But sometimes Excel selects multiple cells and you are not trying to do this. You click in the spreadsheet and it starts highlight cells, even when you aren't dragging around. In this case, the most common issue is that Extend Selection mode is on. This is a feature where you can select multiple ranges using the arrow keys. It can easily be turned off (or on) using the F8 function key on your keyboard.
So if you find that Excel appears to be selecting multiple cells on its own then pressing the F8 key will fix the problem in almost every case.
Why do we select multiple cells?While we're on the subject, let's look at highlighting ranges of cells, including non-adjacent cells. For example, let's say you want to format a few cells with a certain border format and cell colour. Instead of clicking on the cells and formatting them one by one, here's what you can do.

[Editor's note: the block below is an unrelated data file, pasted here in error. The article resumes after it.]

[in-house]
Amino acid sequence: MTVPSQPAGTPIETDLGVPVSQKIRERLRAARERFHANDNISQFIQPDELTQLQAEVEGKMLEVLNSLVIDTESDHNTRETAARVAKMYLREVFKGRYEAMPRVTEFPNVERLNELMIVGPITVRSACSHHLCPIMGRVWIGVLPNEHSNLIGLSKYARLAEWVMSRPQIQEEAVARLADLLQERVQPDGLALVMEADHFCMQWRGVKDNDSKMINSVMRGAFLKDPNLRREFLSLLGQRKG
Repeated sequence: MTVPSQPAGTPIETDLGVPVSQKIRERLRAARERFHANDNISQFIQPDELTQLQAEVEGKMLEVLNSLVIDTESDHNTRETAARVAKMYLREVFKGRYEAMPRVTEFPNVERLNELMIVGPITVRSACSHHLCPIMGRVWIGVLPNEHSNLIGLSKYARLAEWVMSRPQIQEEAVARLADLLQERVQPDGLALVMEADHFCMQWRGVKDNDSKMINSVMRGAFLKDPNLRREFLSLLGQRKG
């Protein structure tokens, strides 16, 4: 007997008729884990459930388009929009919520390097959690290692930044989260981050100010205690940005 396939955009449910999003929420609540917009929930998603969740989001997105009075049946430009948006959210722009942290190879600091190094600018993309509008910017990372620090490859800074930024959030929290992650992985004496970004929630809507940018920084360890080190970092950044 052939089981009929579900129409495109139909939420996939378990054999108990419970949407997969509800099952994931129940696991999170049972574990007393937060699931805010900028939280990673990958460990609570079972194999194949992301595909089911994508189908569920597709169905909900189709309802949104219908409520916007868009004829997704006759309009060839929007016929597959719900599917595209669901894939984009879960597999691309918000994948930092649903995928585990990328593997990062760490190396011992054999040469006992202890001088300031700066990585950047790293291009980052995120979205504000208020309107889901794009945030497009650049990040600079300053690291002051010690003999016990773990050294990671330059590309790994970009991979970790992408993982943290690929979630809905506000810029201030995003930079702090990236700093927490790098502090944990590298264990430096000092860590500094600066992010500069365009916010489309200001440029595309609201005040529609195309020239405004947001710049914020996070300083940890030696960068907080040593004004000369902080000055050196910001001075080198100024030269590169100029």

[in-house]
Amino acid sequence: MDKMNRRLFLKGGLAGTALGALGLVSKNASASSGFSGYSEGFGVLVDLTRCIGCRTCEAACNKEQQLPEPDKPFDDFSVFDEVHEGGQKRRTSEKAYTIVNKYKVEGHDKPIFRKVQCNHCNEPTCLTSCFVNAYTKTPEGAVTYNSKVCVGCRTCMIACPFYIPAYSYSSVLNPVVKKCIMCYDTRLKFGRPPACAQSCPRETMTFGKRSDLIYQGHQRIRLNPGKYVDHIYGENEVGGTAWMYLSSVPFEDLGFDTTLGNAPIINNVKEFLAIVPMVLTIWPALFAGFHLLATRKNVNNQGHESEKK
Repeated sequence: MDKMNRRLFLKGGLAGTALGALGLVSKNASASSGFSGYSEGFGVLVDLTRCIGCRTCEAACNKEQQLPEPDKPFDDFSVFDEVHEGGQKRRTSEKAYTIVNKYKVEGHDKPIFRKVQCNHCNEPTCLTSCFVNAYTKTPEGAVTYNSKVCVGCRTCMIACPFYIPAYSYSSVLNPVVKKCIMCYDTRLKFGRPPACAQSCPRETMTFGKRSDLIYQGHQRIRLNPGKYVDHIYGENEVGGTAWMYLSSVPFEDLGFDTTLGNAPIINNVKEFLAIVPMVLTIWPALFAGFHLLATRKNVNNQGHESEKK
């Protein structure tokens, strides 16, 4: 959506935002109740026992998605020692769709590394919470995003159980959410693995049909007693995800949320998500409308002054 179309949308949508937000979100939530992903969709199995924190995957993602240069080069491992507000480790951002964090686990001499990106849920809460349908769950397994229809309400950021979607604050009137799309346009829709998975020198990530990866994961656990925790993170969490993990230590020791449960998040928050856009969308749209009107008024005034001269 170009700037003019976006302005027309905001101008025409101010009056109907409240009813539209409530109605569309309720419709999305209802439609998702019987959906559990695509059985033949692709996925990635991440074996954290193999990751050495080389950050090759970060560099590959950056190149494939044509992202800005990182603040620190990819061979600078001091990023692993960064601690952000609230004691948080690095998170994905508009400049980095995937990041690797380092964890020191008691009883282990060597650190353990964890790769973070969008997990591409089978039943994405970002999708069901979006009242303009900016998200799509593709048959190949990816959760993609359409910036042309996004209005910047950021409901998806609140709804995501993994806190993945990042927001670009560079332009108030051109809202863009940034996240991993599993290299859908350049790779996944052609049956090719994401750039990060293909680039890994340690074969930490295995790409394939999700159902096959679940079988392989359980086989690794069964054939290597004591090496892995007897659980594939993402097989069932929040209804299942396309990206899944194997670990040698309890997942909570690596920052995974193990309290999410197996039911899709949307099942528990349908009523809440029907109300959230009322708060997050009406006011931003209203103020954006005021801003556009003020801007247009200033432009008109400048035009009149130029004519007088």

Step 1. To multi-select the cells, click the first cell and holding down the Ctrl key, click on all the other cells that you need.
Step 2. Make your changes (e.g. click on the Fill Color button and change the font) and all the cells will be updated at the same time.
Selecting multiple cells for a chartAnother thing we use this feature for is selecting a range of "non-adjacent" cells and plot them onto a Chart.
Step 1. In this case, I need to plot Pete and Ian's data so I select the monthly data plus Pete's data as normal with the mouse and then hold Ctrl and select Ian's name and data.
Step 2. A quick way to then plot this into a chart, is to simply press F11.